The New Yorker continues:
“This is where your parents are important,” Mischel says. “Have they established rituals that force you to delay on a daily basis? Do they encourage you to wait? And do they make waiting worthwhile?” According to Mischel, even the most mundane routines of childhood — such as not snacking before dinner, or saving up your allowance, or holding out until Christmas morning — are really sly exercises in cognitive training: We’re teaching ourselves how to think so that we can outsmart our desires.
9 ways to build self-restraint
Not all of us learned self-restraint as kids but it’s not too late. Here are nine proven ways to build it:
1. Picture your goals
USA Today talked with Kathleen Vohs, professor of marketing at the University of Minnesota, about self-control. Vohs says that “in lab studies, self-control is boosted when people conjure up powerful memories of the things they value in life.” If you haven’t thought specifically about your deepest values and made detailed plans for where you want to go, don’t waste another moment. Do it. Revisit your plans repeatedly, especially when there’s danger you’ll get sidetracked.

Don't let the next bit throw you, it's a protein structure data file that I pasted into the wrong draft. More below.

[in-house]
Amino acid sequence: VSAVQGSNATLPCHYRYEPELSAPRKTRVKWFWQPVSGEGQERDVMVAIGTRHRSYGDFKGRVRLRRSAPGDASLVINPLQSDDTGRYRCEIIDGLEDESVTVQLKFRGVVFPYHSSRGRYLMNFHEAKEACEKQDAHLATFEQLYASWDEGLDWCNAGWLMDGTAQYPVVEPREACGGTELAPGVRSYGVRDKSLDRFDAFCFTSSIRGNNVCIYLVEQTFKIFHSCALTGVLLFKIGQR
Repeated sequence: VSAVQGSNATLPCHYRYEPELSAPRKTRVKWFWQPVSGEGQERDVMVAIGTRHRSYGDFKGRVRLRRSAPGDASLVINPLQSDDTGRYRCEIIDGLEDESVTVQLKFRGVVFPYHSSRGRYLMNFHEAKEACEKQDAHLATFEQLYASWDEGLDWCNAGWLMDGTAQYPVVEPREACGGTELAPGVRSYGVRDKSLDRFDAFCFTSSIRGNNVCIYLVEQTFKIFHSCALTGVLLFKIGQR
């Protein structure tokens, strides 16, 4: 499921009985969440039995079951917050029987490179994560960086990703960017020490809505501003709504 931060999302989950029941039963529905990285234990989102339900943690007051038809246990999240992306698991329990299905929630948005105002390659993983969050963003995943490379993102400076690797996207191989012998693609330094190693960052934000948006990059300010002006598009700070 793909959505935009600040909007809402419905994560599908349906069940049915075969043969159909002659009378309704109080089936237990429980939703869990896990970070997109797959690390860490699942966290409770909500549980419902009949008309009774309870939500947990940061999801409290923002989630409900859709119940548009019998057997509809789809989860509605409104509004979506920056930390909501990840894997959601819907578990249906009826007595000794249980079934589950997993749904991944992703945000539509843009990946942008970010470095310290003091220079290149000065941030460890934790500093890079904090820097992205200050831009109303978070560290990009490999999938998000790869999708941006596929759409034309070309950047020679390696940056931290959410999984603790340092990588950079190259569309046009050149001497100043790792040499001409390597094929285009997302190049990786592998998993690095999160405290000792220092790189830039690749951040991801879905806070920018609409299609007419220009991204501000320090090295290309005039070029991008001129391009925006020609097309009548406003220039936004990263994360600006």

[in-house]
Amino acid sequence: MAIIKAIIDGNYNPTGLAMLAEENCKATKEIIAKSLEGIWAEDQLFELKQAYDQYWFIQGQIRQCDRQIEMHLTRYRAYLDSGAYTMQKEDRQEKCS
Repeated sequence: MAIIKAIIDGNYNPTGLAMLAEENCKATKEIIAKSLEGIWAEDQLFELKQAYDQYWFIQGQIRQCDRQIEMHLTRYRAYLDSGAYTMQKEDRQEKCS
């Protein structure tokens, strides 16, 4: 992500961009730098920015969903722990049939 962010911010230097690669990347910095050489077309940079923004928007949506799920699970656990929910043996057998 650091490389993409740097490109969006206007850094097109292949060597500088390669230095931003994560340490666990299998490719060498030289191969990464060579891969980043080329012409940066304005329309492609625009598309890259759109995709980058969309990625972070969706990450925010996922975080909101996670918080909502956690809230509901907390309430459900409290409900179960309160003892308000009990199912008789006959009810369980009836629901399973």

Another researcher told The New Yorker that we have “an ability to direct the spotlight of attention so that our decisions aren’t determined by the wrong thoughts.” We can decide where to aim our minds and point them there, helping to shut out competing desires.
2. Lighten up
It’s easier to move toward goals when life feels worth living. Stress can undermine self-control, opening the door to slips. In an article about boosting will power, Vohs told The New York Times, “Laughter and positive thoughts also help people perform better on self-control tasks.”
3. Remove temptations
Make it easier to meet your goals by planning how to reduce difficult decisions you must face. Some examples: Automate transfers from your paycheck to savings. Hang out with friends whose lives align with your goals. Avoid the drinkers, smokers or big spenders if you’re quitting those habits. If you are destroying debt, carry only cash — no credit cards. Stash your plastic where it’s hard to get or cut it up. Avoid malls and window shopping.
4. Spend your reserves strategically
We have a limited amount of self-control at any one time. Use it strategically. When it’s consumed, there’s less for other goals. USA Today writes:
Sian Beilock, a psychology professor at the University of Chicago, says it’s interesting that “being taxed in terms of doing one task can have these spillover effects on another.” People may think they can compartmentalize the different tasks they do during the day, but it turns out they are all connected, she says.